Is Velveeta actually real cheese?

Okay, so maybe Velveeta doesn't have the sophistication of an aged Gruyere, but the stuff is pretty delicious when it comes to whipping up a bowl of queso. This smooth and creamy cheese has been a grocery store staple for over 100 years, but let's get real for a minute... is Velveeta really cheese? It certainly looks like cheese with its yellow texture and relatively cheese-like taste, but calling it 100 percent certifiable cheese is a no-go. 

Technically, Velveeta is more of a cousin of real cheese and is what the U.S. Food and Drug Administration refers to as a "pasteurized processed cheese food." USDA research chemist Michael Tunick told Business Insider that this is because Velveeta is made with a combination of older cheeses mixed in with fresh ones. An emulsifier is added to the ground up cheese mixture to bind the two together and help with the melting process. Yes, it's a cheep way of creating a cheese product that's not 100 percent cheese, but it sure tastes pretty good when melted over some shell pasta.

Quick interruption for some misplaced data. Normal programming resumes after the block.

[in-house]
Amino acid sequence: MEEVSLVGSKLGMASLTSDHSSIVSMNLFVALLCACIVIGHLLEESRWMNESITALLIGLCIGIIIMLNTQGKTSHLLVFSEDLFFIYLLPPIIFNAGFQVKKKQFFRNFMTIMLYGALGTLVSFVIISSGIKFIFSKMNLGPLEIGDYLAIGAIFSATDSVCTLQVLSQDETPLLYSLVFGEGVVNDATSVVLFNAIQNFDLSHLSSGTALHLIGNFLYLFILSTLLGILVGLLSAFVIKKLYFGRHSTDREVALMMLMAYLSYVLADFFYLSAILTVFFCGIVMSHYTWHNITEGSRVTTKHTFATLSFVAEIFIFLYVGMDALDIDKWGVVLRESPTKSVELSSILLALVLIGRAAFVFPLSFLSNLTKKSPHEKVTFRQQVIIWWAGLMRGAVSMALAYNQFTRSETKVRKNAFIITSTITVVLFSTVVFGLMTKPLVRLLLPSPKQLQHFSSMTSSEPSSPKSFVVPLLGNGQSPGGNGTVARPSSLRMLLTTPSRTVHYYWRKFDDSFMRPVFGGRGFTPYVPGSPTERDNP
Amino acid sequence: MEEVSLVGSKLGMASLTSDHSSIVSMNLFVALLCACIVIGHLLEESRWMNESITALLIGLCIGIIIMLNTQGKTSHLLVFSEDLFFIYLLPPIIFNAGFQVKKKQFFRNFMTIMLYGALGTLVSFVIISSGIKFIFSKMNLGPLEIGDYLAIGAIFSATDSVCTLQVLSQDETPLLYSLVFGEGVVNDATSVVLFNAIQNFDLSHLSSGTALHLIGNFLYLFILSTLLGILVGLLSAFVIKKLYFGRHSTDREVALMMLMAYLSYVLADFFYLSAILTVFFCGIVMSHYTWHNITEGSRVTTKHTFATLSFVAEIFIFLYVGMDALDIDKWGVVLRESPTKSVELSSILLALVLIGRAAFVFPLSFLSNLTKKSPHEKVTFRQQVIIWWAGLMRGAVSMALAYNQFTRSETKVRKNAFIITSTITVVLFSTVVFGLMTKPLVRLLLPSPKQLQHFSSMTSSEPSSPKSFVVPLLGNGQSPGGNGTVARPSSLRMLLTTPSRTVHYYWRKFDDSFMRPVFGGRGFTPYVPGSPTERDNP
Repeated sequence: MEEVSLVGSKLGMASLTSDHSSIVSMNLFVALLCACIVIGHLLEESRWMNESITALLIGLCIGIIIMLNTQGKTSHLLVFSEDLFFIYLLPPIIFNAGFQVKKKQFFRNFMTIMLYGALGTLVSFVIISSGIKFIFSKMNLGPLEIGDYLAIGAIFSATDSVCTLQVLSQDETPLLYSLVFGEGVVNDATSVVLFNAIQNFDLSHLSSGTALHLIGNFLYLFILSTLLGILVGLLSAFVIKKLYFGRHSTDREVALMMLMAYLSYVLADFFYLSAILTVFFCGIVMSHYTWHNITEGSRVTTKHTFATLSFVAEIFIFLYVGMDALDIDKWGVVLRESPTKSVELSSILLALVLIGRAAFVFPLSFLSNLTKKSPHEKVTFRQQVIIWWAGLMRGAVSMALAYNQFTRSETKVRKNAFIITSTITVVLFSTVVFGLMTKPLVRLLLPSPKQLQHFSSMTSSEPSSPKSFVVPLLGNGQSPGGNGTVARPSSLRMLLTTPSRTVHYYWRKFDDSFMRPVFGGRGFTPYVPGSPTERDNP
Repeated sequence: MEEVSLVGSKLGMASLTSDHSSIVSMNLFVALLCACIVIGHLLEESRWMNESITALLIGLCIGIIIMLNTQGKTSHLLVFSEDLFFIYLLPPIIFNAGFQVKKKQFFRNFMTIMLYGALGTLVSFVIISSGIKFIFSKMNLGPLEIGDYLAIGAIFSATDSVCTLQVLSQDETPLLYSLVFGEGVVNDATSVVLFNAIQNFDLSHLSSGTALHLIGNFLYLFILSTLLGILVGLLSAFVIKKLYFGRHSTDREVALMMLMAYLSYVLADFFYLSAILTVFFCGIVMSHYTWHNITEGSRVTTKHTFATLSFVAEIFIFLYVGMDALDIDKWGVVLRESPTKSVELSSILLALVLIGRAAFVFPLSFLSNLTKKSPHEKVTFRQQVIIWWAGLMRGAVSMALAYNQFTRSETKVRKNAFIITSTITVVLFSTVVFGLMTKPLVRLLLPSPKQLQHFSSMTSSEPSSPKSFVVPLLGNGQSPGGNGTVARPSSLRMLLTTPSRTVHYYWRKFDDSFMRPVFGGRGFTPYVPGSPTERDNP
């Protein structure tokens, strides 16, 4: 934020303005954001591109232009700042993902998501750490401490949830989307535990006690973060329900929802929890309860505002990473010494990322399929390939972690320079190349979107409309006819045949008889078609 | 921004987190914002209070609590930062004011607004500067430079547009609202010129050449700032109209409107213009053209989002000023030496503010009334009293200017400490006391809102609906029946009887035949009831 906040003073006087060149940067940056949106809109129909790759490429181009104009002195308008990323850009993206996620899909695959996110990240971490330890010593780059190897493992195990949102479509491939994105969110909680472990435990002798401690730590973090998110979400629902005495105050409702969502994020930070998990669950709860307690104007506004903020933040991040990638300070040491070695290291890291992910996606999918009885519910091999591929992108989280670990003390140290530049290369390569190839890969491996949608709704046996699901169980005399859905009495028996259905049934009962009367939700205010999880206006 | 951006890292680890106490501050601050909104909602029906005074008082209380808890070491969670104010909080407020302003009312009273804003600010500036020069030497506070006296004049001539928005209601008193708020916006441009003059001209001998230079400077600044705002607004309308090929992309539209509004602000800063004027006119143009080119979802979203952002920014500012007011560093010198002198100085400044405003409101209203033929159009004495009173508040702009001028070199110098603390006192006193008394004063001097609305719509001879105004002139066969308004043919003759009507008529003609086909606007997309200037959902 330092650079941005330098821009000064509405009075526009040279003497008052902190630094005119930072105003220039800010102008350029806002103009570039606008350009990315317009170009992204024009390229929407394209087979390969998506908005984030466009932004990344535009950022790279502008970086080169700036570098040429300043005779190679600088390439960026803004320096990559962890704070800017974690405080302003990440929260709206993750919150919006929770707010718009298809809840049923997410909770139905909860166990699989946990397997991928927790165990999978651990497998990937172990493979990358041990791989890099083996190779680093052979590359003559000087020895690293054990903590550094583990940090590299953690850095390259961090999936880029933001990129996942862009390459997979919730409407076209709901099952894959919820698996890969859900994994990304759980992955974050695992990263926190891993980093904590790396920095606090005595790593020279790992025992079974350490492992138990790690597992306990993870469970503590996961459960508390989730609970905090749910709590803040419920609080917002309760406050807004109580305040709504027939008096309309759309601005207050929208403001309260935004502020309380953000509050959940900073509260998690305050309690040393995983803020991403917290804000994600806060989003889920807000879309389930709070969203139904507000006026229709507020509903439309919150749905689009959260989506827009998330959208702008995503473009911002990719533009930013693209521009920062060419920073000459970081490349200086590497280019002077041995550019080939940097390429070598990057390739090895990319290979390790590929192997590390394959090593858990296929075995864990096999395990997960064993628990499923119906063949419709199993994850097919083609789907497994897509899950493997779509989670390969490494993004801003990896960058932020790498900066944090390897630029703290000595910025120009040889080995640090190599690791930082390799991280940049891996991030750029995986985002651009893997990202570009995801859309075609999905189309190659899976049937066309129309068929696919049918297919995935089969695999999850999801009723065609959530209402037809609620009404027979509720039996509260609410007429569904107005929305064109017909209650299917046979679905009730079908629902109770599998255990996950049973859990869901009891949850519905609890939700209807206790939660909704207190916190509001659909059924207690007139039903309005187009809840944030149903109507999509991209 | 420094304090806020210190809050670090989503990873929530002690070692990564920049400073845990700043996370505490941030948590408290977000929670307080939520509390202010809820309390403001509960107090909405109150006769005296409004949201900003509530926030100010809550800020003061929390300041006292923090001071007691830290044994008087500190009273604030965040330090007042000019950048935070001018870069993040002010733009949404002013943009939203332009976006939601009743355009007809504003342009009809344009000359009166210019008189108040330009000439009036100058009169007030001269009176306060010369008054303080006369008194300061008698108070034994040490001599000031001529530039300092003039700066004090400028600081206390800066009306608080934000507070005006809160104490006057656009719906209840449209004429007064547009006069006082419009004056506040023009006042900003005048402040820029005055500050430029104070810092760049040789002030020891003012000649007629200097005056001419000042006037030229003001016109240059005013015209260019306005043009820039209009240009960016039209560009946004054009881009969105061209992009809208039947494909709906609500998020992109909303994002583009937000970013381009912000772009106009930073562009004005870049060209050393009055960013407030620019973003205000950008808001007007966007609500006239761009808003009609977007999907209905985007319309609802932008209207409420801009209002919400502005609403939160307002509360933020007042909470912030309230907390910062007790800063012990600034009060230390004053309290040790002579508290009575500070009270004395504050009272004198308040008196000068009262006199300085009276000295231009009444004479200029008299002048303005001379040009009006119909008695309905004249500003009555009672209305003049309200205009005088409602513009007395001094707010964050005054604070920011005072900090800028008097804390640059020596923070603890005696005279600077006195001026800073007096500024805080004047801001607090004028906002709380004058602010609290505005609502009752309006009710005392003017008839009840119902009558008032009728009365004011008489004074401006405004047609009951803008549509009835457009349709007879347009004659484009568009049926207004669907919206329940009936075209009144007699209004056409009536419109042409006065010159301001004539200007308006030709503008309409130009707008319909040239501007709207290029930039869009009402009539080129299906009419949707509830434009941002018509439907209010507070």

As for how this cheese impostor came about, well, that all began at the beginning of the 20th century when the Monroe Cheese Company in New York needed a productive way to make use of all its broken cheese (via Organic Authority). Swiss immigrant and cheese hero Emil Frey found a rather simple solution to the problem when he took all those old cheese bits and combined them with whey, a cheese byproduct, to hold the leftover dairy mixture together. The name Velveeta, of course, came about from the word "velvet" in reference to the smooth texture of this new Frankencheese.   

In regards to the ingredients in Velveeta, let's just say it contains a few more than the typical block of cheddar. Delish rounded up what goes into Velveeta and while cheddar is usually just "pasteurized milk, salt, and enzymes," Kraft Velveeta has milk and salt plus... milk protein concentrate, milkfat, whey protein concentrate, sodium phosphate, calcium phosphate, lactic acid, sorbic acid, sodium citrate, sodium alginate, enzymes, apocarotenal, annatto, cheese culture." Phew, that's a lot of stuff to make some liquid gold.

Hey, if you enjoy some sodium alginate and apocarotenal in your shells and cheese, dig in. Just don't fool yourself into believing Velveeta is the real deal.